Japan and the United States are moving one of their key flight exercise sites to the southern island, which is much closer to the U.S. air base of Iwakuni, home to an F-35B fleet, than the current training site on Iwo Jima, where one of the bloodiest and most iconic battles of World War II was fought.
The changes in the deployment on Okinawa will transform the 12th Marine Regiment into a smaller, more rapidly mobile unit — the 12th Marine Littoral Regiment, which will be designed to be better able and equipped to fight an adversary and defend the U.S. and its allies in the region, U.S. officials said.
The officials said the decision will not increase the number of Marines on the island and does not come with any significant change in weapons capability.
Reinforcement of military capability or troops is a sensitive issue for Okinawa, site of one of the bloodiest ground battles at the end of World War II. The island hosts more than half of the U.S. troops based in Japan, and Okinawans want that number reduced.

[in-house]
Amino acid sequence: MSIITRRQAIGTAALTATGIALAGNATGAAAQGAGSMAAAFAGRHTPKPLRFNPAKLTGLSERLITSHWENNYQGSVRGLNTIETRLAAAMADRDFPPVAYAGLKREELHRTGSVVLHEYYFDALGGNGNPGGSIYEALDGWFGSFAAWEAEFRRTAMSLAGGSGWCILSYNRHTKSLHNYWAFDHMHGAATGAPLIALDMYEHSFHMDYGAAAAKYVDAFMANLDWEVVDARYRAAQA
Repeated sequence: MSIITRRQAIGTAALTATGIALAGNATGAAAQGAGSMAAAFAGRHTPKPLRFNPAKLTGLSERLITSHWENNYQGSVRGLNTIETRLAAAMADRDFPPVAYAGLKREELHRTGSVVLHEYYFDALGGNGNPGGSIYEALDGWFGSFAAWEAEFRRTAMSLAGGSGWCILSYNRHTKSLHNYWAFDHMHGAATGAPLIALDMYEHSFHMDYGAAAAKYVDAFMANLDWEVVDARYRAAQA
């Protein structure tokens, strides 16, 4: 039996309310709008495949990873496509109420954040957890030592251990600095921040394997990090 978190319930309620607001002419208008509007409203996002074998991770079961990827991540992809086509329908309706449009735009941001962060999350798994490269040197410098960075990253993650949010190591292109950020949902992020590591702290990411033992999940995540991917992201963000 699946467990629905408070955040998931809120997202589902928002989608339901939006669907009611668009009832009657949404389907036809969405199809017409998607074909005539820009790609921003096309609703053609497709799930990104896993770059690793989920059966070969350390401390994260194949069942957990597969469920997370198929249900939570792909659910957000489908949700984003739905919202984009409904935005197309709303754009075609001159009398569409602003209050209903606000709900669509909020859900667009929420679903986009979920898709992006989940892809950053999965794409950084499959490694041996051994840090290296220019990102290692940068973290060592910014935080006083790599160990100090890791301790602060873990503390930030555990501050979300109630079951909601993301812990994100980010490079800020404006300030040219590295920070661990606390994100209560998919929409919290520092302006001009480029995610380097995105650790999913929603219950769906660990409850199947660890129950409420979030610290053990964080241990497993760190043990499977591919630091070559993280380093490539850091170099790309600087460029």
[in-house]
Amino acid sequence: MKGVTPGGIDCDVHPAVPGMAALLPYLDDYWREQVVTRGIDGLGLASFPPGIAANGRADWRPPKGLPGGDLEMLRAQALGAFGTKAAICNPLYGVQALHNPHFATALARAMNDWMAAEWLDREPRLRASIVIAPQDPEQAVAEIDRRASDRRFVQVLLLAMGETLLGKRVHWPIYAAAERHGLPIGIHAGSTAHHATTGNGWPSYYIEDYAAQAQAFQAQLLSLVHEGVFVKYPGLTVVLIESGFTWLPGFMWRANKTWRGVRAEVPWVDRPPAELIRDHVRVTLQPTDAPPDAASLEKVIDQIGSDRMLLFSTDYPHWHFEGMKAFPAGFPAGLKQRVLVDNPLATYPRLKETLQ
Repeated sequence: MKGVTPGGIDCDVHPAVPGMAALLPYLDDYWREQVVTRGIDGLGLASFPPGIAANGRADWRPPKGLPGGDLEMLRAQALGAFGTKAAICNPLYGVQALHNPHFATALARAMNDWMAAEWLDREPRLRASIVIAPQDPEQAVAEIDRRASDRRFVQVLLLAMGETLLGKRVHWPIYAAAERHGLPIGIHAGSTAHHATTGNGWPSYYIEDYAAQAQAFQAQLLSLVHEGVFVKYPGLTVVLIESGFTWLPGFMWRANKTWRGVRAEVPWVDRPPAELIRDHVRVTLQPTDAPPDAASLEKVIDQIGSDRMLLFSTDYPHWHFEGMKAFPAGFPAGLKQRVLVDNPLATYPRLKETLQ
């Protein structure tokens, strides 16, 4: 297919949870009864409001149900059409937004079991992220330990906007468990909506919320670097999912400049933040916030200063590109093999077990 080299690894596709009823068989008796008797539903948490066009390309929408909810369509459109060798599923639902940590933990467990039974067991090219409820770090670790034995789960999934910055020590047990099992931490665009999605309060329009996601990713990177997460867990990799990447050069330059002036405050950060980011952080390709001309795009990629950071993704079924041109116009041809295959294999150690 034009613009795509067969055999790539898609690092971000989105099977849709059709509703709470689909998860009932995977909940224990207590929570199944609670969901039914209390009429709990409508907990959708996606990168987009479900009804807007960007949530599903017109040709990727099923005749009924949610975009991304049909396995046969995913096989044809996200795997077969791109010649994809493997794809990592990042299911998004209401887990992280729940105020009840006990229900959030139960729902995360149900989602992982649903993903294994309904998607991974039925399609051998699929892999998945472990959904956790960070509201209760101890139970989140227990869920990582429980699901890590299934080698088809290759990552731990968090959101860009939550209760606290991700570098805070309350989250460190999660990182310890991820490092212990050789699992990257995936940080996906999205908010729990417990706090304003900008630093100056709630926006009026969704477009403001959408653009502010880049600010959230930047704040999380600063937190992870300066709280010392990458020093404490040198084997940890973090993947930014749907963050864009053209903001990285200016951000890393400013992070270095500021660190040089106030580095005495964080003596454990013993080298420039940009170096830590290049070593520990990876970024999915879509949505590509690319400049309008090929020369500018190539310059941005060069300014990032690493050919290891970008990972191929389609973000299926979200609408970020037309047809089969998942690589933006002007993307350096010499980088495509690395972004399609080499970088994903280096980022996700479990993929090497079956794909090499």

A senior administration official, who requested anonymity to discuss negotiations with the Japanese, said historically negotiations involving U.S. force posture in Okinawa have been “unbelievably fraught, incredibly challenging and difficult” and often took years to complete. But negotiations before this week’s 2+2 meeting were completed with striking speed, the official said.
The anticipated agreements follow Japan’s announcement last year that it would increase its defense spending to 2% of gross domestic product over five years. That would make its defense budget the world’s third-largest — a dramatic shift in Tokyo’s priorities that reflects growing concerns about potential Chinese military action against Taiwan and North Korea.
While there is a growing fear of a Taiwan emergency, many islands in the region are concerned that a defense buildup could increase the risks of getting embroiled in war.